Say you need to call a function like:
Do you know what kind of data you should feed to that function? Evidently, the keys and values of the dictionary are strings, but what should the comparer for the keys be? Should keys be case-sensitive or case-insensitive? Does it even matter for this function?
For example, if DoSomething was processing HTTP headers, it would need to receive a case-insensitive dictionary, as HTTP header names are case-insensitive. Yet the type doesn’t enforce it, it doesn’t even give us a hint.
How do other typed languages deal with this? Let’s take a look at Haskell first.
Haskell’s Data.Map requires the key type to have an instance for the Ord typeclass. Since you can’t have more than one typeclass instance per type, there is no possible ambiguity about how keys are compared. This property of having at most one instance per typeclass per type is called “coherence” and it’s a good property to have in a typeclass system as it keeps things simple, both for the programmer and the compiler. If you wanted a case-insensitive Map, you’d use Data.CaseInsensitive and your concrete Map type would reflect its case-insensitive behavior, e.g.
import qualified Data.Map as M import qualified Data.CaseInsensitive as CI ( mk ) main = do let m = M.fromList [(CI.mk "one", 1)] print $ M.lookup (CI.mk "One") m
Here the type of
Map (CI String) Integer. You can’t confuse it with the case-sensitive
Map String Integer because the compiler simply won’t let you. They’re different types!
.NET doesn’t have typeclasses but we could achieve something similar in this case if we could redesign
System.Collections.Generic.Dictionary and remove the constructors that admit an instance of
IEqualityComparer<TKey> . That means it would always use the default comparer for the key type. And if we wanted a case-insensitive dictionary, we’d just wrap our string keys in a type implementing case-insensitive equality, e.g.:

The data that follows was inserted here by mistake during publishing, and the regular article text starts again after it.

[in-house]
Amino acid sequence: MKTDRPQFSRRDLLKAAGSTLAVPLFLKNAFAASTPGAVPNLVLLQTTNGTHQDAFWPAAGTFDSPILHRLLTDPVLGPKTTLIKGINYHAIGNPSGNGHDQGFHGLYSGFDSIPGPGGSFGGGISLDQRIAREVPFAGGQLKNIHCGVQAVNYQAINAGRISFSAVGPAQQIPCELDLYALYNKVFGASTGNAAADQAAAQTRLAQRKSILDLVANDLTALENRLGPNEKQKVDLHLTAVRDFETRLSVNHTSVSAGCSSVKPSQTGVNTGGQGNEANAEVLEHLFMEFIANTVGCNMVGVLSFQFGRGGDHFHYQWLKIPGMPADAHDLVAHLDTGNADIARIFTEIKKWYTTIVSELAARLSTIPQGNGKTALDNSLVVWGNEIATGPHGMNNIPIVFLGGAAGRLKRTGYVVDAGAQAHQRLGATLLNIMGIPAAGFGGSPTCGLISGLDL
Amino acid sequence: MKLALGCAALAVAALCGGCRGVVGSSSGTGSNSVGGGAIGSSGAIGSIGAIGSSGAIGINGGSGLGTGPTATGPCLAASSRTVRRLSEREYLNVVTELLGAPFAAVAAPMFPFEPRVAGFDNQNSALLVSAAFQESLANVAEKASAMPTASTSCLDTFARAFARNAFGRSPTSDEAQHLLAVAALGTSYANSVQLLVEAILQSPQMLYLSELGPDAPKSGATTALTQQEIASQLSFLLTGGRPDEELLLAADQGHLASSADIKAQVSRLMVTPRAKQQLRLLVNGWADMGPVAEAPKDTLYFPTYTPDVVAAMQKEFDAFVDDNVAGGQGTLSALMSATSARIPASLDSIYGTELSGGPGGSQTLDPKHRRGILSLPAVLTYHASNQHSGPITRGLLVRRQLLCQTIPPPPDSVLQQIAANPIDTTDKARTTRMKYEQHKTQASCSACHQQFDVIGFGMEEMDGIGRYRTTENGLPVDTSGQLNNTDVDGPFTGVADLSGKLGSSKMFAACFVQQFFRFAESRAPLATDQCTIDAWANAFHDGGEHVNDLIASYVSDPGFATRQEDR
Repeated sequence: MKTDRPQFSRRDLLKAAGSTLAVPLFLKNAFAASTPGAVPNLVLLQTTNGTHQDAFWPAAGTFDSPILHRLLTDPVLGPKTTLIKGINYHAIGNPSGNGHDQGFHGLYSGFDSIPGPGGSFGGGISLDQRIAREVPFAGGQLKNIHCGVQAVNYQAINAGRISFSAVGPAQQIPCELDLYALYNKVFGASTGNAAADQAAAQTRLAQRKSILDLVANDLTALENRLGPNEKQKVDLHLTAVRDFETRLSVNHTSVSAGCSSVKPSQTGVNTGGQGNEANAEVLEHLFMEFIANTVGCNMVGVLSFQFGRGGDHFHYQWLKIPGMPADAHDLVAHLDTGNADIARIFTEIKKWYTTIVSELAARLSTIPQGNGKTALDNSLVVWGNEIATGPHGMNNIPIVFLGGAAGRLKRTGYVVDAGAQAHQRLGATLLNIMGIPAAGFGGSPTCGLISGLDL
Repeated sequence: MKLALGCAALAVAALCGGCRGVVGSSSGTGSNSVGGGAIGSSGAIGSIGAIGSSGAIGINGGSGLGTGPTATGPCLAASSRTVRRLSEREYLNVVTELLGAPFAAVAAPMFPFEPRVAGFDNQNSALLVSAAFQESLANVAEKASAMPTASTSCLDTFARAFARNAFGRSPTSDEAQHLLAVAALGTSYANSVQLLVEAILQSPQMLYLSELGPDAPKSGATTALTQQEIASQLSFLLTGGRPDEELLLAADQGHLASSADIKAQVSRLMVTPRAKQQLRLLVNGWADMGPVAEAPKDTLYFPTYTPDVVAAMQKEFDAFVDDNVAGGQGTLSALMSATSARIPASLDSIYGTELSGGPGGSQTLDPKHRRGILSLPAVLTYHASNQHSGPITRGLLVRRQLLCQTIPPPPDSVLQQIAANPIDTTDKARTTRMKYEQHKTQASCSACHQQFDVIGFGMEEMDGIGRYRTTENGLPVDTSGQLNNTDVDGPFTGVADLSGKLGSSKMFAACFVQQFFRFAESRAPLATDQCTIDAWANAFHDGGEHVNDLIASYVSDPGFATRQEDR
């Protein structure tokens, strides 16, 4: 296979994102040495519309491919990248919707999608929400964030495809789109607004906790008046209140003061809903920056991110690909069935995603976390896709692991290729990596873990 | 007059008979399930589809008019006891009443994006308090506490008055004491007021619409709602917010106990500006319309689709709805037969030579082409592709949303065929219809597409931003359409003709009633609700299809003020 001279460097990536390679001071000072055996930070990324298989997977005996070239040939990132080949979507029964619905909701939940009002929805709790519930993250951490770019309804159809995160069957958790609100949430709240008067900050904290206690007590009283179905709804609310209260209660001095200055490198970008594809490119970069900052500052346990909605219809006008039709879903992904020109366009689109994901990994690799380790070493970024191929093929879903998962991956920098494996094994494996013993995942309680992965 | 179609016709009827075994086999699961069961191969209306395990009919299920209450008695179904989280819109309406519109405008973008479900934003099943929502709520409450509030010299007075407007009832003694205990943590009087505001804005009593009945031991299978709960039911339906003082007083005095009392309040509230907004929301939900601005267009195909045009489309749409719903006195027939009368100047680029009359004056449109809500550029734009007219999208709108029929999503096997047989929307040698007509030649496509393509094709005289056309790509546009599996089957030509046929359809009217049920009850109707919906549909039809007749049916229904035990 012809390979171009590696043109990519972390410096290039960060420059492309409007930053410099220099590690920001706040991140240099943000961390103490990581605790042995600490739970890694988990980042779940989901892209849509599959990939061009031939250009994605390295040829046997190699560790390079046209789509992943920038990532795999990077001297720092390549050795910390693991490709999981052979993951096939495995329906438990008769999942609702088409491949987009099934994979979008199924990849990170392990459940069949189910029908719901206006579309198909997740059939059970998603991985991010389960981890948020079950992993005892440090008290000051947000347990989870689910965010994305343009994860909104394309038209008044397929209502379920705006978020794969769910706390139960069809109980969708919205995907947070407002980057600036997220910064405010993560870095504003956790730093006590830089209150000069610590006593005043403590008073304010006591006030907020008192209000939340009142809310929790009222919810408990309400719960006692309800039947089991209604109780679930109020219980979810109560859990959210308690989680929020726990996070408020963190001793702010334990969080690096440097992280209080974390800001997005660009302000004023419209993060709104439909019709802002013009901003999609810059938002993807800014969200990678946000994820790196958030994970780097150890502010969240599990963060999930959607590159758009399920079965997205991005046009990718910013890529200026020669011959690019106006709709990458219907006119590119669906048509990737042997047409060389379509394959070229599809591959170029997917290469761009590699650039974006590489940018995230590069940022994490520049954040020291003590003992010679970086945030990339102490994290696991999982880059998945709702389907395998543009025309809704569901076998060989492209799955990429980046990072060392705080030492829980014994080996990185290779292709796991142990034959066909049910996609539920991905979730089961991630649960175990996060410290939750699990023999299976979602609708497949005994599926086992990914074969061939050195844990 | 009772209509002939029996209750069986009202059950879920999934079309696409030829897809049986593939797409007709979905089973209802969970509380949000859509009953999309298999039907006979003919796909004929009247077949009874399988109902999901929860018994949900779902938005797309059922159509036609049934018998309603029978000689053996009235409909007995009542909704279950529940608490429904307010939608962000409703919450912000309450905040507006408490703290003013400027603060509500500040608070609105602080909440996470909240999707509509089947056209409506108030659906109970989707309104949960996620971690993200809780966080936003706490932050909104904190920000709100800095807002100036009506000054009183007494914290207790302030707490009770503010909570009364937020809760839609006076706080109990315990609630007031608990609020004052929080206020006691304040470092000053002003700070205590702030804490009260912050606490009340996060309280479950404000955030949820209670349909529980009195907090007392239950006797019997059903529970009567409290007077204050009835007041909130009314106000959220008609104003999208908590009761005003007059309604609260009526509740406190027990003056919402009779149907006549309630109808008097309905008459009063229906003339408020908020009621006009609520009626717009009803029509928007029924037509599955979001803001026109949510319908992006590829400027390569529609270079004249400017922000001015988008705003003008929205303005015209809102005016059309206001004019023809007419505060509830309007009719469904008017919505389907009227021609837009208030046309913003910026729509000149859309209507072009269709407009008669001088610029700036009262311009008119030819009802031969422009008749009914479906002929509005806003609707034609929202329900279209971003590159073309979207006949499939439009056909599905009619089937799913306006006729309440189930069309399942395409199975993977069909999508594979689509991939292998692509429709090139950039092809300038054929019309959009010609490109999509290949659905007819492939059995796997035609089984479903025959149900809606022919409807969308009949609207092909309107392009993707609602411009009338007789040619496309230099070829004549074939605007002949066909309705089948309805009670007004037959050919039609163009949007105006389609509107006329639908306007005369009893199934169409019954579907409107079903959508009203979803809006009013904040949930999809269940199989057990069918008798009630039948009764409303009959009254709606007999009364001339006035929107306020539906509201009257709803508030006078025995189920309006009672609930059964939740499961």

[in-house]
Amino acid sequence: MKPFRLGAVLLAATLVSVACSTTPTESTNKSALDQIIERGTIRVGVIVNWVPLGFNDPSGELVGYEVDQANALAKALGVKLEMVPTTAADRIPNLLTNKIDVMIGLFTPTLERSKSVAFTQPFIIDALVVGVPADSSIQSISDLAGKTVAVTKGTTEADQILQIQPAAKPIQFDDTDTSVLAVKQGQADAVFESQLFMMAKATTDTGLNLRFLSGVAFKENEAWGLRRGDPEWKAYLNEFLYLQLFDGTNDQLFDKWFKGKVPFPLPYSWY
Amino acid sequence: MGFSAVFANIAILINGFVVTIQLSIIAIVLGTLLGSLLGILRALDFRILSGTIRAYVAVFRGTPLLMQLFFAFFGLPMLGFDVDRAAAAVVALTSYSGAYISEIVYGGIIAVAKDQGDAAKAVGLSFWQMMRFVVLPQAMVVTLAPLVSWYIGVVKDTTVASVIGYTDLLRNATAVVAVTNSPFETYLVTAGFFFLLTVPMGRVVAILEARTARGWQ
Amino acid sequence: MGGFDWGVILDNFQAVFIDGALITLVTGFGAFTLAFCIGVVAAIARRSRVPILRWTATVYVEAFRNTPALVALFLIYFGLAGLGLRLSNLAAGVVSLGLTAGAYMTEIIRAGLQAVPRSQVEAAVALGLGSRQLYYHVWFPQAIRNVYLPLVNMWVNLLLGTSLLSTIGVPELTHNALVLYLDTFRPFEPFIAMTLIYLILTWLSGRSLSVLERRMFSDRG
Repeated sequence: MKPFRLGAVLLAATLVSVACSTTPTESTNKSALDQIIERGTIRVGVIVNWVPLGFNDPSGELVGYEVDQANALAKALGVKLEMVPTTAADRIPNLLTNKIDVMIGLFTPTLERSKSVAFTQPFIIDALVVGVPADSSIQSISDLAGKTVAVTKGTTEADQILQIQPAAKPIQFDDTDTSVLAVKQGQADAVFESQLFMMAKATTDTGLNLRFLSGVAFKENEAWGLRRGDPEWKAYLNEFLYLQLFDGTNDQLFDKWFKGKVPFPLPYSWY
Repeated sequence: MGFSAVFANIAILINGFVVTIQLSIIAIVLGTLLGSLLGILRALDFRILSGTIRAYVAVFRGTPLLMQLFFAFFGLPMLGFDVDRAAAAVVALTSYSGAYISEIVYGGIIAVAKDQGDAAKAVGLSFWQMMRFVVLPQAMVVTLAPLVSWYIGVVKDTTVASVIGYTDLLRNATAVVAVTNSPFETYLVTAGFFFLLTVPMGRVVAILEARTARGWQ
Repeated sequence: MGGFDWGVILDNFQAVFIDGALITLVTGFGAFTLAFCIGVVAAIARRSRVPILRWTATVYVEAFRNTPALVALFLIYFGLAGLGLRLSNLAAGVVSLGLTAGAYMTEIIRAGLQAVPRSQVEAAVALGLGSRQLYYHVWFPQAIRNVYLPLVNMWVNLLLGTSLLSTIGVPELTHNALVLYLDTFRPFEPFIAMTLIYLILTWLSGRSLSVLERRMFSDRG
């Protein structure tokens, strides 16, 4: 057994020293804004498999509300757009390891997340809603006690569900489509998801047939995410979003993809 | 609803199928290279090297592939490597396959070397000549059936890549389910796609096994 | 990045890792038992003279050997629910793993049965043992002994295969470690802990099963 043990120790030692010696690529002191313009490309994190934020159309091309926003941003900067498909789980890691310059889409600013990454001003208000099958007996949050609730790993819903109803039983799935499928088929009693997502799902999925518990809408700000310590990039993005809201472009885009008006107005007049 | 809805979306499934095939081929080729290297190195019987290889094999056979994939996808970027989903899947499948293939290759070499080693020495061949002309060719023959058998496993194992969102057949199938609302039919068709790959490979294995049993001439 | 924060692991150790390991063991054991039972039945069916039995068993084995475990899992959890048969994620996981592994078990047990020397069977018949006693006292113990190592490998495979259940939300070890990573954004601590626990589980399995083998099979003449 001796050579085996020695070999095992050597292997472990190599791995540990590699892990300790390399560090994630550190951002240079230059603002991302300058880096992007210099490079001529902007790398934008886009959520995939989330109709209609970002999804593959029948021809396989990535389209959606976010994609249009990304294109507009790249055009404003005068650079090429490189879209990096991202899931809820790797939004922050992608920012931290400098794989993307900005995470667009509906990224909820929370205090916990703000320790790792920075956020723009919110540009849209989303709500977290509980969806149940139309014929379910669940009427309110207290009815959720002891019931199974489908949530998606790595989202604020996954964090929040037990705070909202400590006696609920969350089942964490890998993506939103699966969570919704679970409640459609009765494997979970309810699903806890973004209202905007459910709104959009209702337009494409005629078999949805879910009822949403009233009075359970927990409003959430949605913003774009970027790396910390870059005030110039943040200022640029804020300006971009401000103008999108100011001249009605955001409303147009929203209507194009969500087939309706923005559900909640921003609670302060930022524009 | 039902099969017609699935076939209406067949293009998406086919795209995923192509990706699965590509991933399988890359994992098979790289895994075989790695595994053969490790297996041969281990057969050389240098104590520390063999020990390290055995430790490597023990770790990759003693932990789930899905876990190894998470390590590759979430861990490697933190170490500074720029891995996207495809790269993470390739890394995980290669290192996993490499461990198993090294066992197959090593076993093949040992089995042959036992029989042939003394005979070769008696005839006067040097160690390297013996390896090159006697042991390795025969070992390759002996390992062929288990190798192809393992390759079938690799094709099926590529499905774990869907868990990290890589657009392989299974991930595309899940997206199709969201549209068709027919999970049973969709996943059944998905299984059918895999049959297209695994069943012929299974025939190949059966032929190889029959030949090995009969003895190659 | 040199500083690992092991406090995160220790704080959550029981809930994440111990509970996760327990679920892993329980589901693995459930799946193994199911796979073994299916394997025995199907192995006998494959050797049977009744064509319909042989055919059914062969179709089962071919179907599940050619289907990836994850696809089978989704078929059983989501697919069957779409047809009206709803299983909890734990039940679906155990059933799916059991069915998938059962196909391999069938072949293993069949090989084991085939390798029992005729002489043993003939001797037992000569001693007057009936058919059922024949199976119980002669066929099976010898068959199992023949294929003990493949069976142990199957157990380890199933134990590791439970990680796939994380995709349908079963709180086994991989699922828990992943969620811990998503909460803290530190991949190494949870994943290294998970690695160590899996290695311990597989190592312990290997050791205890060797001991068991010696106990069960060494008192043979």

Dictionary has constructors that allow overriding the equality comparer, this is not enough. In other words, the type
Dictionary<CaseInsensitiveString, string> does not guarantee that the dictionary is case-insensitive. We can easily work around this by creating a new type that limits
And now we can guarantee that a
Dictionary2<CaseInsensitiveString, string> will do key equality as defined by
CaseInsensitiveString and thus it will be case-insensitive.
There is one downside to this solution: we need to wrap all the keys when we want a different comparer. This means more allocations, less performance. Haskell can avoid this penalty by making the wrapper a newtype (not the particular case of
Data.CaseInsensitive though!), which we don’t have in .NET. Can we do better?
The main problem here was that the type doesn’t uniquely determine an equality comparer. If we don’t make that a part of the key type, then couldn’t we make the comparer part of the dictionary type?
This is precisely what ocaml-core does. The Map type is determined by types of the map’s keys and values, and the comparison function used to order the keys. The book Real World OCaml explains how including the comparator in the type is important because certain operations that work on multiple maps require that they have the same comparison function. As we’ve seen,
System.Collections.Generic.Dictionary can’t enforce that.
Following that same design principle, now instead of forbidding all constructors that accept an equality comparer, we do the opposite: forbid all constructors that don’t take a comparer, thus making it always explicit, and include the comparer as an additional type parameter:
A small helper to aid with type inference in C#:
Another small helper class to ease the definition of comparer types based on the ones we already have:
Now we can easily create new comparer types like this:
Finally we can use this new Dictionary type like this:
Back to our original function, if we wanted to enforce a case-insensitive dictionary we can now use this new Dictionary type and change the signature to:
Types are a terrific tool to reason about our code, but only if we use them correctly. Throwing around types in an impure, partial language like C# or F# does not mean you're using types in a meaningful way. Consider what your types allow and what they don’t allow. Make illegal states unrepresentable. With precise types it becomes easier to reason about your code. Invariants enforced through the type system means the compiler makes it impossible to create invalid programs.
When you find yourself in need of inspiration for your types, see what other typed languages do, especially OCaml and Haskell. Their type systems are much more powerful than .NET’s, but often you can extract some of the underlying design principles and adapt them to less powerful type systems.